In this situation—unlike many real-life situa­tions that we face—no money, grade, or friend­ship was at stake. In fact, the students who had been coached by Asch did not impose any in­formal sanctions (such as scowls and laughs) on the subjects who maintained their correct observations. Conformity occurred in this case not because external pressures were im­posed, but because students had internalized a desire to go along with the group (Aronson, 1972:19).

Milgram's Study of ObedienceIf ordered to do so, would you comply with an experimenter's in­struction to give people increasingly painful elec­tric shocks? Most people would say no; yet, the research of social psychologist Stanley Milgram (1963, 1975; B. Allen, 1978:34-63) suggests that most of us will obey such orders. In Milgram's words (1975): "Behavior that is unthinkable in an individual . . . acting on his own may be exe­cuted without hesitation when carried out under orders."

Milgram placed advertisements in New Haven, Connecticut, newspapers to recruit subjects for what was announced as a learning experiment at University. Typical participants included postal clerks, engineers, high school teachers, and laborers. They were told that the purpose of the research was to investigate the effects of punish­ment on learning. The experimenter, dressed in a gray technician's coat, explained that in each testing, one subject would be randomly selected as the "learner" while the other would function as the "teacher." However, this lottery was rigged so that the "real"' subject would always be the teacher while an associate of Milgram's served as the learner.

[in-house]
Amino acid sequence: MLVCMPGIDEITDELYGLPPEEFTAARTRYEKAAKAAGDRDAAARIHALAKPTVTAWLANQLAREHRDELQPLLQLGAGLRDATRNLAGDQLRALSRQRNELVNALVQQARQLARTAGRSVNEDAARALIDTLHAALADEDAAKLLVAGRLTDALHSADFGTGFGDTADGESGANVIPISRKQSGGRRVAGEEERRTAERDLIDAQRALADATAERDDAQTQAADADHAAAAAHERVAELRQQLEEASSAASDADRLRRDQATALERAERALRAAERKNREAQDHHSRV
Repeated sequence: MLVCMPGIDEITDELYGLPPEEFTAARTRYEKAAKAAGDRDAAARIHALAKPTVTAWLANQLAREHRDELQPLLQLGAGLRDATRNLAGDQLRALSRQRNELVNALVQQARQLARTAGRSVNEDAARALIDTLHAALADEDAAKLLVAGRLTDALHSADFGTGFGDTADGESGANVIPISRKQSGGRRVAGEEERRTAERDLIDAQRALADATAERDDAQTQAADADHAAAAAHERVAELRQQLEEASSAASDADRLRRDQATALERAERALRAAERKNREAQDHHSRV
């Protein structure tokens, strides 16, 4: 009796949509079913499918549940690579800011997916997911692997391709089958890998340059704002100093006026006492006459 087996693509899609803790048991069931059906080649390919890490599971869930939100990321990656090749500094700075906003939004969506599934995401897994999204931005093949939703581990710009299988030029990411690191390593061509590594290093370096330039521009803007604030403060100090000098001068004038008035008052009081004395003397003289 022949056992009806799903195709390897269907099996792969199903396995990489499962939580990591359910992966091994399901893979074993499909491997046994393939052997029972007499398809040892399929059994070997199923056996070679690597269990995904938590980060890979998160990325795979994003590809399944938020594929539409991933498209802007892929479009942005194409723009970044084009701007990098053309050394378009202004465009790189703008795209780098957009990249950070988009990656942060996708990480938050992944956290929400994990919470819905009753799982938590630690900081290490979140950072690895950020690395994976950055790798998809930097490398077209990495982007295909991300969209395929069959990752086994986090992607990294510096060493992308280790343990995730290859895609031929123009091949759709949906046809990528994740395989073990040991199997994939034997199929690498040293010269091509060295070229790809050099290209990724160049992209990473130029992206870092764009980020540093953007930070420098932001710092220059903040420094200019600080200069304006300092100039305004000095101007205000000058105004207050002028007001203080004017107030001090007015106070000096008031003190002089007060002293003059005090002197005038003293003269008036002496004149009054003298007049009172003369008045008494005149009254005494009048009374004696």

At this point, the learner's hand was strapped to an electric apparatus. The teacher was taken to an electronic "shock generator" with 30 lever switches. Each switch was labeled with graduated voltage designations from 15 to 450 volts. Before beginning the experiment, subjects were given sample shocks of 45 volts, which convinced them of the authenticity of the experiment.